Wareham voters to answer $90 million school question on Nov. 6

Oct 22, 2018

Voters in the state’s Nov. 6 election will decide if Wareham should build a $90 million elementary school consolidating Minot Forest and an aging Decas Elementary after an overwhelming “yes” at Town Meeting on Monday.

Tentatively named the Decas School at Minot Forest, the new school would be built at the site of the current Minot Forest School. The 159,000-square-foot building would be designed to educate 1,020 students from kindergarten through Grade 4. The new school would cost a total of $90 million. The state is committed to contributing roughly $50 million while the town would need to spend $40 million.

Monday’s vote arrived three hours after the meeting started due to a lengthy debate on whether or not to allow a marijuana manufacturer to open in the Tremont Nail Factory District. After a brief presentation from school officials, voters approved the borrowing with almost no discussion.

Because the authorization preceded the November vote, resident Lisa Morales asked what would happen if Town Meeting shot down the borrowing, but voters in November approved the ballot question.

The town’s attorney Richard Bowen explained that if that had happened then the town could call a special town meeting and vote again on authorizing the borrowing.

Since Town Meeting approved, a “yes” vote on Nov. 6 would allow the town to borrow the $40 million and increase taxes over the next 20 years by the amount needed to repay the debt. For those who pay property taxes, that would mean an 82-cent increase in annual taxes for each $1,000 of assessed valuation. Someone with a home value of $258,000 – the median figure for a single-family home in Wareham – would see taxes increase $211.56 per year.

The $90 million cost includes furnishings and technology for the school, moving services, architect fees, inspection fees, traffic studies and the removal of hazardous material from the site during demolition. The fields, playgrounds and parking lots at the school will also be resurfaced within the $90 million, which includes an allowance for any unexpected increases in construction costs.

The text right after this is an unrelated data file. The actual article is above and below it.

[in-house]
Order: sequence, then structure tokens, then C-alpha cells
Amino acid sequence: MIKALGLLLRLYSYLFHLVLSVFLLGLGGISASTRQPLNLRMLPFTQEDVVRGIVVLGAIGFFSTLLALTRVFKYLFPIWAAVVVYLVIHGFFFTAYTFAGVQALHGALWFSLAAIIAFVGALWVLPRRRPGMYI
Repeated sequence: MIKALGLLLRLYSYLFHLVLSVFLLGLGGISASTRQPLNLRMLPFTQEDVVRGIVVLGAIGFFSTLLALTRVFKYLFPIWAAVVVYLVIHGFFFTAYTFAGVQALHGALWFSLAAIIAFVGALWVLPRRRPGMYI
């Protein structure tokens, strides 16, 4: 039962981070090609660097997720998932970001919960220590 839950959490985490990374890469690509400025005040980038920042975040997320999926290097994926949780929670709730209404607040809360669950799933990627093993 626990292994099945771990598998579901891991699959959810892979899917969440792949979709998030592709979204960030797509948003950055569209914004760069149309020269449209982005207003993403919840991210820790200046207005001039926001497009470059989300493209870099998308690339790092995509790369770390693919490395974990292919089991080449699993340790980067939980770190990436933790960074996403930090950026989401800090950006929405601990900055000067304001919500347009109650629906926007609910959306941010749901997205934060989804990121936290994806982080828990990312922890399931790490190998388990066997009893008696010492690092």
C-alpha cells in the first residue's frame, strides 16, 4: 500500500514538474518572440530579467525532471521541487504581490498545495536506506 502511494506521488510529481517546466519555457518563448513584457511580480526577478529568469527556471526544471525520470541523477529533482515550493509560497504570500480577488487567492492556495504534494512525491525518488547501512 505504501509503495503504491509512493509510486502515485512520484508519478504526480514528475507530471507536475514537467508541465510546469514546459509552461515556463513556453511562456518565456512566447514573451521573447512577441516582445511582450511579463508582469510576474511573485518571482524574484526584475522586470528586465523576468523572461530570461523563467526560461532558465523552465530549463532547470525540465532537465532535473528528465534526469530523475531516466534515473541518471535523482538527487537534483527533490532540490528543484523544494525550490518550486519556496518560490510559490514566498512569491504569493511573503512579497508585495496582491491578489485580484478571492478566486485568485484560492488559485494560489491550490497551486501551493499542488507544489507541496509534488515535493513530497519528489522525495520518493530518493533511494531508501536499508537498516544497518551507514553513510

Officials have stressed that under state law, the final $90 million estimate will not increase after the November vote if approved.

To fund the project, residents will be asked to approve a “debt exclusion” to the tax-limiting Proposition 2-1/2. Unlike an “operational override” such as voters failed to approve several years ago, a debt exclusion raises property taxes only for as long as is needed to repay a specific debt and only for as long as is needed to repay the debt. 

The two current elementary schools were built in the 1960s. Both have been plagued by a range of structural issues in recent years. A 2016 study, commissioned by Town Meeting, concluded that both buildings had outlived their usefulness.

Improvements needed to rehabilitate both schools for use well into the 21st century would include extensive electrical, mechanical and plumbing upgrades to meet current building codes – in addition to expensive removal of asbestos hazards and structural changes needed to make the buildings handicap accessible.

Because of the building issues Minot Forest was closed at the end of the last school year. The town’s students in grades three and four now attend classes in a separate wing of the middle school. Pre-kindergarten, kindergarten, first and second grade students continue to attend Decas Elementary.